(i) Food could be imported into Britain at a much cheaper rate than it would be produced within the country.
(ii) British agriculture was unable to compete with imports. Vast areas of land were left uncultivated and people started migrating to cities or other countries.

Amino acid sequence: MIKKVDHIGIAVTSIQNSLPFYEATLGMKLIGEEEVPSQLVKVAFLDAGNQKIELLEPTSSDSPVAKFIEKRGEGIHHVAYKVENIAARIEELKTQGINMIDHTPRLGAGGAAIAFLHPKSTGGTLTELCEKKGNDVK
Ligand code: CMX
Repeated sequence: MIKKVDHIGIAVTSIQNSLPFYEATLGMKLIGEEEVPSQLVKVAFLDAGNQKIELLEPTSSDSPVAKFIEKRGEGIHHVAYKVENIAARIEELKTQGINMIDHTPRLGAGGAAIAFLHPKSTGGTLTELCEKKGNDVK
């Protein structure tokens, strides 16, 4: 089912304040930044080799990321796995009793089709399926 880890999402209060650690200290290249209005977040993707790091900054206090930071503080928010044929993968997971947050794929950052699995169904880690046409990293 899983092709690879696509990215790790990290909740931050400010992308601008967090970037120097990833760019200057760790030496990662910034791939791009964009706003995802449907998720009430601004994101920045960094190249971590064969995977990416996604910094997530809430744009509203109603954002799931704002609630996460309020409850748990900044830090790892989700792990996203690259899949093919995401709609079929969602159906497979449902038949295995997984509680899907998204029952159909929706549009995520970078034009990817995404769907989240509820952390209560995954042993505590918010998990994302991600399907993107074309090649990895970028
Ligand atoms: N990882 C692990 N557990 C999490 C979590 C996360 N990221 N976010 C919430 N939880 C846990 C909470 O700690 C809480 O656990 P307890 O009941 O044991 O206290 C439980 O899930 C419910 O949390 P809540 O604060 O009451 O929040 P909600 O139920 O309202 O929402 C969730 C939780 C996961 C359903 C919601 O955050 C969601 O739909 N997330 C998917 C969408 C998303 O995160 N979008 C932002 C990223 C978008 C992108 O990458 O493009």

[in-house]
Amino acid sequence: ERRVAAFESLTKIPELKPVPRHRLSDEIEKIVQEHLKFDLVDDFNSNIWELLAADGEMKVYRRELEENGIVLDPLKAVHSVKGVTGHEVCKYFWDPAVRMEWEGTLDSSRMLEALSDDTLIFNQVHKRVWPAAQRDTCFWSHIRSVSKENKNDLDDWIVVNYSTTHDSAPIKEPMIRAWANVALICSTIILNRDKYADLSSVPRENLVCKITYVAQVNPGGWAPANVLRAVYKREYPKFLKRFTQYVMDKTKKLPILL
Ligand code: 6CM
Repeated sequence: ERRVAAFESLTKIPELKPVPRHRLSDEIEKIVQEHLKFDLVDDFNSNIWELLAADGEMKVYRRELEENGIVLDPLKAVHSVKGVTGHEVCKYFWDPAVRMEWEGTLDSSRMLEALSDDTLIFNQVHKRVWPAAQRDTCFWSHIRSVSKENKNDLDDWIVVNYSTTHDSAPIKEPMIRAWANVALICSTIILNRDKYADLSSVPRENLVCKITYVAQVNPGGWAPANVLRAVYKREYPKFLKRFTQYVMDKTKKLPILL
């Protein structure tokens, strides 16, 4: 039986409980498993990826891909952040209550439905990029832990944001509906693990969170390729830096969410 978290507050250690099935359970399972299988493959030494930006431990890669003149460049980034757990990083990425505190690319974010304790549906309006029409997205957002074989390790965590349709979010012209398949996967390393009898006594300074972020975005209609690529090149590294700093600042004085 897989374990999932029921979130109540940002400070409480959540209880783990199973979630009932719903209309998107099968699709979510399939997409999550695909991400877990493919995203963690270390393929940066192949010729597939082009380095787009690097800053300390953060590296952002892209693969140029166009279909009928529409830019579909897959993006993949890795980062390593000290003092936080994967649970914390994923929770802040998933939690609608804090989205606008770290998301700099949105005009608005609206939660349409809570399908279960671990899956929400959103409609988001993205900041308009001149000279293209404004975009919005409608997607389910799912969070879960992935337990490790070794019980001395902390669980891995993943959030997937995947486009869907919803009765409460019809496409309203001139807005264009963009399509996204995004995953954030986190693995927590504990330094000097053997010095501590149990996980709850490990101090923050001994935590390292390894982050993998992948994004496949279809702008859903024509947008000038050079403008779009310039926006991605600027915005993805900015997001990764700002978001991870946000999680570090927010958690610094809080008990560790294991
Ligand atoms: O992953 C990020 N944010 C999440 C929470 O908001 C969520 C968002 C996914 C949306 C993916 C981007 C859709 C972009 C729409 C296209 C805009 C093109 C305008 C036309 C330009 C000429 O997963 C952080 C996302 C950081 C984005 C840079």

(iii) As food prices fell, consumption in Britain rose. Faster industrial growth in Britain also led to higher incomes and therefore more food imports.
(iv) Around the world—in Eastern Europe, Russia, America and Australia—lands were cleared and food production expanded to meet the British demand.